While only 41% of marketers use "brand reputation" as a measure of marketing effectiveness, these marketers are significantly more likely to be shifting their budgets from traditional to digital channels than those using other success metrics. Ironically, marketers using ROI as a success metric (65%) were less likely to be shifting their budgets from traditional to digital channels. It's not that ROI isn't important. It's just that these marketers have already made the transition.

Email marketers need to take note of brand reputation as well. Consider:

1)    Monitoring brand reputation through social media can help avoid disaster in other areas. Promoting a product or service that is falling flat in the market only perpetuates the problem. By monitoring how your products (or those of your suppliers) are doing in-market through social media, you can get a good feel for which products should, and should not, be featured in your email program. Monitoring social media can also provide much-needed inspiration about the talking points that best highlight your products.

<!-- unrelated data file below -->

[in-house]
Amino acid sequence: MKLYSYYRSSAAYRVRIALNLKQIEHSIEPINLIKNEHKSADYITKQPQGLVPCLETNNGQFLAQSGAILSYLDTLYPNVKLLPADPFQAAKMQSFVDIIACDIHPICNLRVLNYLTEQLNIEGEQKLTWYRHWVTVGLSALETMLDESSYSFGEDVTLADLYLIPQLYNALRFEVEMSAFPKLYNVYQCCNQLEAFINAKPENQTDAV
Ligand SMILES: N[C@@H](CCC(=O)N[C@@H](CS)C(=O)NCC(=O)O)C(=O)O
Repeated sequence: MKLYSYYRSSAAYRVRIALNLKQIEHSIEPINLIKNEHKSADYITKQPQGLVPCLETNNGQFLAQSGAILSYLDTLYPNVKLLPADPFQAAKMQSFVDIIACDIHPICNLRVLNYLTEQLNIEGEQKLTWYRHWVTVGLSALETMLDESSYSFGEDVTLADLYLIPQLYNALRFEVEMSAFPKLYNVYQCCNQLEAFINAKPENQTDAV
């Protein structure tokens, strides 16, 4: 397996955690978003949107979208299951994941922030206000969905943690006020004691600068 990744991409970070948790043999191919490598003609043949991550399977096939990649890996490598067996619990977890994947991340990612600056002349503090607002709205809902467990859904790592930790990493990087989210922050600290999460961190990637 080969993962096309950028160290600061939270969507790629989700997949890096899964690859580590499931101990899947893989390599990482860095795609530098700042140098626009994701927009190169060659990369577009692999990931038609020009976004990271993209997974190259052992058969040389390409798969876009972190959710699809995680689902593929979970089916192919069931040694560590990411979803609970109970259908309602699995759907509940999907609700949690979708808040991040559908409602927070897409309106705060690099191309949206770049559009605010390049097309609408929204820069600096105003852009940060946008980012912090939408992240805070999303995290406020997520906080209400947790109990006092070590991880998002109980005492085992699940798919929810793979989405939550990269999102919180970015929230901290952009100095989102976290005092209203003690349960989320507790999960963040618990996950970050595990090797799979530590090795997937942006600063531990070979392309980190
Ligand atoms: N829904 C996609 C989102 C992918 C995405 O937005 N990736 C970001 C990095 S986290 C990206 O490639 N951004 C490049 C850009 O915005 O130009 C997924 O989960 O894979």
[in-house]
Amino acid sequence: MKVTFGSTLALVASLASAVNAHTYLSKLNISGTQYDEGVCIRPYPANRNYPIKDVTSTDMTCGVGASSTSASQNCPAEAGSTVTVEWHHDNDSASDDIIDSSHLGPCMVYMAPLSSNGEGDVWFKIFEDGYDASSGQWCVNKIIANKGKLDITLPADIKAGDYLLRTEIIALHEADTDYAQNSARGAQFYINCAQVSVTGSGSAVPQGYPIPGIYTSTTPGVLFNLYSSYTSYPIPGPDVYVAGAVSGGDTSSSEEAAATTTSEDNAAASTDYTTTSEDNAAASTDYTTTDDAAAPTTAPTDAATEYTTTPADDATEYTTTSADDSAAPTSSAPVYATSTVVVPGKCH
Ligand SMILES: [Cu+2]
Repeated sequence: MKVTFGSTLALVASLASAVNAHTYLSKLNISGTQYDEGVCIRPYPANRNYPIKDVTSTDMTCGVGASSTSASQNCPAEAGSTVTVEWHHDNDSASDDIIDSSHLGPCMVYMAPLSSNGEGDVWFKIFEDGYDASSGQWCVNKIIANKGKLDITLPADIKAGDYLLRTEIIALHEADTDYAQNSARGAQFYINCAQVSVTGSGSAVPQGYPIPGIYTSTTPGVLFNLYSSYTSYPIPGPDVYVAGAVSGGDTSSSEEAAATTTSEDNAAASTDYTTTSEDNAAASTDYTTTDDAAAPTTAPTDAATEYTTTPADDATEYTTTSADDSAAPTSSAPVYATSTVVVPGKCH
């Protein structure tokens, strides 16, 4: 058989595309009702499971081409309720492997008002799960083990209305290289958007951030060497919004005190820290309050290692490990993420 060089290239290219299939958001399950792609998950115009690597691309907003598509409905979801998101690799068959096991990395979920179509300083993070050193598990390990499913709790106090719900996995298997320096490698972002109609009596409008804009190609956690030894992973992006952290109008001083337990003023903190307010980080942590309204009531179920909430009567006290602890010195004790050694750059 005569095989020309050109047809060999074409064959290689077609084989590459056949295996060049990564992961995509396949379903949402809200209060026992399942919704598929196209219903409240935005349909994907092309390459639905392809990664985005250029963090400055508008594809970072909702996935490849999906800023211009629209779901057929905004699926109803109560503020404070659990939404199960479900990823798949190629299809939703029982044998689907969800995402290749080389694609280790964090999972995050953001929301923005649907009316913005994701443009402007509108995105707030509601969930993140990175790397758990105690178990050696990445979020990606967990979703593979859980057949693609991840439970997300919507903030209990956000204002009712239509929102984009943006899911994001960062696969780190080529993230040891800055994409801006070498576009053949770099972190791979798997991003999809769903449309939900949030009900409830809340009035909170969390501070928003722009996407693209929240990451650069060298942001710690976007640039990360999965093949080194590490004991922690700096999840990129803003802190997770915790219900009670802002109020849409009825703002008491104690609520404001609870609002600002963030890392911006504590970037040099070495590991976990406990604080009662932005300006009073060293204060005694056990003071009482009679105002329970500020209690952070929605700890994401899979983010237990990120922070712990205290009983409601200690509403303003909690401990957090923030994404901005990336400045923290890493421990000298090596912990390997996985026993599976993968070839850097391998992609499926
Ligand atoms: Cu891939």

2)    Relevance is only getting more important. We are all growing a bit tired of talk about relevance. However, your ability to deliver relevant content impacts your brand's reputation, both online and offline. As brand reputation becomes a bigger online focus, make sure your email program is enhancing, not detracting, from that reputation.


3)   Branding is no longer about simply being known, but being known as good global citizens. Several companies, like Chase Financial Services, have used social media as a tool for getting fans involved in their charitable endeavors. However, as fellow Email Insider Kara Trivunovic wrote recently, some companies have broadcast their relief efforts in Haiti by using email to notify subscribers.


So yes, ROI is a critical success measure. However, your brand's reputation sets the stage for everything else. If your reputation is tarnished, no channel can be effective, no matter how efficient it is.